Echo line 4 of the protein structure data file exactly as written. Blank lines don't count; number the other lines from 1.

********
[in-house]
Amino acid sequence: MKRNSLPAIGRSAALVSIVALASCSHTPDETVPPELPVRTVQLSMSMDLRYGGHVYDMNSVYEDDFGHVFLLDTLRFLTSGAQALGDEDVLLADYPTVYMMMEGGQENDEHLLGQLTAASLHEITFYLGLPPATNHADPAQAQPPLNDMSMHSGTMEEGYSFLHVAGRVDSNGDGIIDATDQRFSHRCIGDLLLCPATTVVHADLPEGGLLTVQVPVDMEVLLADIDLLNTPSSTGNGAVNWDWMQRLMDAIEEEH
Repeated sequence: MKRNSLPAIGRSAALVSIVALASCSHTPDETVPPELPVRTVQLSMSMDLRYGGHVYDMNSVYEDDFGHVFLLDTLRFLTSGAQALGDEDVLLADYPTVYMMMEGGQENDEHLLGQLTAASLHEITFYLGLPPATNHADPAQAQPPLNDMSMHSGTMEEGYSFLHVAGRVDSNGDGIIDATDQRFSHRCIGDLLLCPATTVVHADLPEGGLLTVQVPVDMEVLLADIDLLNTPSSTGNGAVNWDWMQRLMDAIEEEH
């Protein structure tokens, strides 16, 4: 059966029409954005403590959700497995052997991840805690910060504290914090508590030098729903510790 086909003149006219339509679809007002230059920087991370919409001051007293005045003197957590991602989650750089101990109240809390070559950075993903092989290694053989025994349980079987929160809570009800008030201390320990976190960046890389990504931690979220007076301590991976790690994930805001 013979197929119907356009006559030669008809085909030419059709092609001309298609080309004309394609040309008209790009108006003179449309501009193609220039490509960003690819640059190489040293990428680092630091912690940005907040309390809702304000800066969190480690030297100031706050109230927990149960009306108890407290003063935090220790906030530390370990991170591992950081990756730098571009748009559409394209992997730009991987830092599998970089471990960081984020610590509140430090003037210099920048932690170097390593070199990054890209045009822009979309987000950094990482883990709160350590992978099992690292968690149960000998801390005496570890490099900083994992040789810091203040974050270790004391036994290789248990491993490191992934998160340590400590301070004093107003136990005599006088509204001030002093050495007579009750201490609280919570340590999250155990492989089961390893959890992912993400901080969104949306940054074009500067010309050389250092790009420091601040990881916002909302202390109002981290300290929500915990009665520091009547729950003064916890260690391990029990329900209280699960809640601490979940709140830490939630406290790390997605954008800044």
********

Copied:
């Protein structure tokens, strides 16, 4: 059966029409954005403590959700497995052997991840805690910060504290914090508590030098729903510790 086909003149006219339509679809007002230059920087991370919409001051007293005045003197957590991602989650750089101990109240809390070559950075993903092989290694053989025994349980079987929160809570009800008030201390320990976190960046890389990504931690979220007076301590991976790690994930805001 013979197929119907356009006559030669008809085909030419059709092609001309298609080309004309394609040309008209790009108006003179449309501009193609220039490509960003690819640059190489040293990428680092630091912690940005907040309390809702304000800066969190480690030297100031706050109230927990149960009306108890407290003063935090220790906030530390370990991170591992950081990756730098571009748009559409394209992997730009991987830092599998970089471990960081984020610590509140430090003037210099920048932690170097390593070199990054890209045009822009979309987000950094990482883990709160350590992978099992690292968690149960000998801390005496570890490099900083994992040789810091203040974050270790004391036994290789248990491993490191992934998160340590400590301070004093107003136990005599006088509204001030002093050495007579009750201490609280919570340590999250155990492989089961390893959890992912993400901080969104949306940054074009500067010309050389250092790009420091601040990881916002909302202390109002981290300290929500915990009665520091009547729950003064916890260690391990029990329900209280699960809640601490979940709140830490939630406290790390997605954008800044």